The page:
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Home / Neighborhood / San Gabriel Valley / Monterey Park to hold vigil on anniversary of mass shooting

Monterey Park to hold vigil on anniversary of mass shooting

by Karl Sanford
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On the one-year anniversary of the Monterey Park mass shooting that left 11 people dead, the city on Sunday will hold a candlelight vigil to remember the victims amid calls for stricter gun laws.

The vigil and night of remembrance, to be held at Monterey Park City Hall, follows the tragic events of Jan. 21, 2023, when gunman Huu Can Tran entered Star Dance Studio and opened fire, killing 11 and seriously wounding nine others.

The shooter then went to Lai Lai Ballroom in Alhambra and attempted to enter before he was stopped by Brandon Tsay, a young man lauded as a life-saving hero.

The gunman, 72, killed himself the following day after he was pulled over by police outside a Torrance strip mall.

The mass shooting was one of the worst in Los Angeles County history — and occurred on the eve of the Lunar New Year in a community that is majority Asian American and is considered the first suburban Chinatown in the nation.

According to the city of Monterey Park, the remembrance will serve as a space for reflection and healing as residents and the larger community honor the memory of the victims.

Additionally, city officials noted that a private, invite-only Roundtable on Hope and Healing will take place earlier in the day, at which community leaders and advocates will discuss and formulate strategies to prevent similar tragedies in the future.

Following the shooting, President Joe Biden visited Monterey Park, consoled each of the victims’ families and announced executive actions aimed at reducing gun violence. He also took time during his State of the Union speech on Feb. 7, 2023, to call for increased gun control.

Rep. Judy Chu, a former Monterey Park City Councilwoman and three-time mayor, who also chairs the Congressional Asian Pacific American Caucus, issued a statement Friday reflecting on the tragic events of a year ago.

“Sunday marks one year since a truly unconscionable mass shooting in my hometown of 38 years, Monterey Park, that devastated and terrified the Asian American community nationwide,” Chu said. “I mourn and honor the eleven people, all of whom were of Asian descent, who were murdered on one of the most important and celebratory days of the year for our community.”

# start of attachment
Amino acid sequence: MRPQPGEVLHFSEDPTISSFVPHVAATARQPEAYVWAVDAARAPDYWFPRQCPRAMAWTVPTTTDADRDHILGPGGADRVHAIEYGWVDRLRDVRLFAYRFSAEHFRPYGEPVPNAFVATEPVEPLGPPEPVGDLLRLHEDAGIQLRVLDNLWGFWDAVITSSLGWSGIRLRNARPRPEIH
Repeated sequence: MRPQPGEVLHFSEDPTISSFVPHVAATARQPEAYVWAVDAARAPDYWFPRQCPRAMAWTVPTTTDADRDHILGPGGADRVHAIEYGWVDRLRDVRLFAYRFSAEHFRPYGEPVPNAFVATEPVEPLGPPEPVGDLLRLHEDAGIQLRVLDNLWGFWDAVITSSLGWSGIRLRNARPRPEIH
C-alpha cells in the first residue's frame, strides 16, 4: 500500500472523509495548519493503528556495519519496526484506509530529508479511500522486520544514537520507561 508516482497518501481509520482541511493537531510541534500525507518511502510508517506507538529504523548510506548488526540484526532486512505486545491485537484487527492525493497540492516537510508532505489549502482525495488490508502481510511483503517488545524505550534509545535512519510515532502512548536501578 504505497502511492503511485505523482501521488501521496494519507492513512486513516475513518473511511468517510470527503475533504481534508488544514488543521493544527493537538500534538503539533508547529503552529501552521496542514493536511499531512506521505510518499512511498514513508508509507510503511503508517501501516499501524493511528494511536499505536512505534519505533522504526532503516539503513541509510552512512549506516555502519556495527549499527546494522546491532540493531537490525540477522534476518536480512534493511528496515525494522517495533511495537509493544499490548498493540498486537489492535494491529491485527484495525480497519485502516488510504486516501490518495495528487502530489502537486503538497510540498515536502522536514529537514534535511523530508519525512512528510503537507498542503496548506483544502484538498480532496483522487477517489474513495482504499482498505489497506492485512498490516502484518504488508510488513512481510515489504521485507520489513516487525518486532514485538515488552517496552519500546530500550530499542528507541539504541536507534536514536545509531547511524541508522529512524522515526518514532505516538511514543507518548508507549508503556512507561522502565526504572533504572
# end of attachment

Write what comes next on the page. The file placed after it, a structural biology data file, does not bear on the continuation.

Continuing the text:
“My heart is with the victims’ families and survivors today, many of whom are still recovering from the senseless violence and trauma of that day and grappling with the terrible anguish of losing loved ones,” Chu added. “As we grieved and healed this past year, I was encouraged by the remarkable stories of hope and unity; so many of my neighbors, and strangers from across the country, courageously offered support, raised money for the families affected, and helped us process the trauma.”

Chu noted that local advocates and organizations mobilized and continue to support the victims with translation services, government resources, fundraising and mental health care, as well as long-term assistance at the MPK Hope Resiliency Center at Sierra Vista Park Community Center.

She also reiterated her support to ban high-capacity magazines, implement universal background checks and restore the assault weapons ban.

In the past, Chu has touted two pieces of proposed gun-violence prevention legislation — the Language Access to Gun Violence Prevention Strategies Act, and the FLAG, or Fair Legal Access Grants, Act. She has said the first would ensure multilingual outreach efforts about red flag laws and gun violence prevention, while the second would provide funding to ensure proper legal representation for people seeking to file red flag petitions to keep guns away from people with mental health or other issues precluding them from owning weapons.

“I have introduced the Language Access to Gun Violence Prevention Strategies Act, to build on the president’s action to further strengthen ‘red flag’ laws and other gun violence prevention strategies by ensuring resources are disseminated in a culturally appropriate manner and made available in-language for immigrant and Asian American and Pacific Islander communities,” Chu’s Friday statement said.

“These efforts are all incredibly crucial to our collective recovery and healing process,” she said, “but I am most of all so heartened by our own community’s support for each other and our unyielding determination that Monterey Park’s vibrancy can be restored.

“I know that our community is a resilient one, and this past year has proven that in countless ways. In the aftermath of tragedy, our community continues to be a beacon of strength.”

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